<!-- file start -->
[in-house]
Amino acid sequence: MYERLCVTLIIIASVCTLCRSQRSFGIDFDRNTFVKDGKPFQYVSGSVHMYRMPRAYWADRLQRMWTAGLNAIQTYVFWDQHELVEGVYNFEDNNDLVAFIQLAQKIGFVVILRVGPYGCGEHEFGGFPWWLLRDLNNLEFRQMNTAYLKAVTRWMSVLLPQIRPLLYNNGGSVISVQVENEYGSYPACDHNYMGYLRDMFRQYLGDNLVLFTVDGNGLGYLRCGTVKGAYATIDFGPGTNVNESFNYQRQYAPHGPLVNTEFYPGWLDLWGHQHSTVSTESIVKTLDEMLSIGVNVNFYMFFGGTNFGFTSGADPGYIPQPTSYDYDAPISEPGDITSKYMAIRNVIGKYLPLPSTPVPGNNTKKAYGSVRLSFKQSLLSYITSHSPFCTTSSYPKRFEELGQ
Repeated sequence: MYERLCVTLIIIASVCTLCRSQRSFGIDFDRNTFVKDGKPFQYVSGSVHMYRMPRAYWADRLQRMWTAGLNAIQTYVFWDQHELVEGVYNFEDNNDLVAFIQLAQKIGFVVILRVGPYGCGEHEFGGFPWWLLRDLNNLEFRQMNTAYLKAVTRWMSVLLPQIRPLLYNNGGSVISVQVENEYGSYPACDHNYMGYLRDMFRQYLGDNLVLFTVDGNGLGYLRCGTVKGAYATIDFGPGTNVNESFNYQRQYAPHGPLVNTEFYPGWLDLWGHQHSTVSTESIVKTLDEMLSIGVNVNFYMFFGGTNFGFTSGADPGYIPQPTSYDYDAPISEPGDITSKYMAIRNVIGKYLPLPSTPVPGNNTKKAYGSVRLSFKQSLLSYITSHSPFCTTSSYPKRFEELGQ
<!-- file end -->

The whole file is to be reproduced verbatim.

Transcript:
[in-house]
Amino acid sequence: MYERLCVTLIIIASVCTLCRSQRSFGIDFDRNTFVKDGKPFQYVSGSVHMYRMPRAYWADRLQRMWTAGLNAIQTYVFWDQHELVEGVYNFEDNNDLVAFIQLAQKIGFVVILRVGPYGCGEHEFGGFPWWLLRDLNNLEFRQMNTAYLKAVTRWMSVLLPQIRPLLYNNGGSVISVQVENEYGSYPACDHNYMGYLRDMFRQYLGDNLVLFTVDGNGLGYLRCGTVKGAYATIDFGPGTNVNESFNYQRQYAPHGPLVNTEFYPGWLDLWGHQHSTVSTESIVKTLDEMLSIGVNVNFYMFFGGTNFGFTSGADPGYIPQPTSYDYDAPISEPGDITSKYMAIRNVIGKYLPLPSTPVPGNNTKKAYGSVRLSFKQSLLSYITSHSPFCTTSSYPKRFEELGQ
Repeated sequence: MYERLCVTLIIIASVCTLCRSQRSFGIDFDRNTFVKDGKPFQYVSGSVHMYRMPRAYWADRLQRMWTAGLNAIQTYVFWDQHELVEGVYNFEDNNDLVAFIQLAQKIGFVVILRVGPYGCGEHEFGGFPWWLLRDLNNLEFRQMNTAYLKAVTRWMSVLLPQIRPLLYNNGGSVISVQVENEYGSYPACDHNYMGYLRDMFRQYLGDNLVLFTVDGNGLGYLRCGTVKGAYATIDFGPGTNVNESFNYQRQYAPHGPLVNTEFYPGWLDLWGHQHSTVSTESIVKTLDEMLSIGVNVNFYMFFGGTNFGFTSGADPGYIPQPTSYDYDAPISEPGDITSKYMAIRNVIGKYLPLPSTPVPGNNTKKAYGSVRLSFKQSLLSYITSHSPFCTTSSYPKRFEELGQ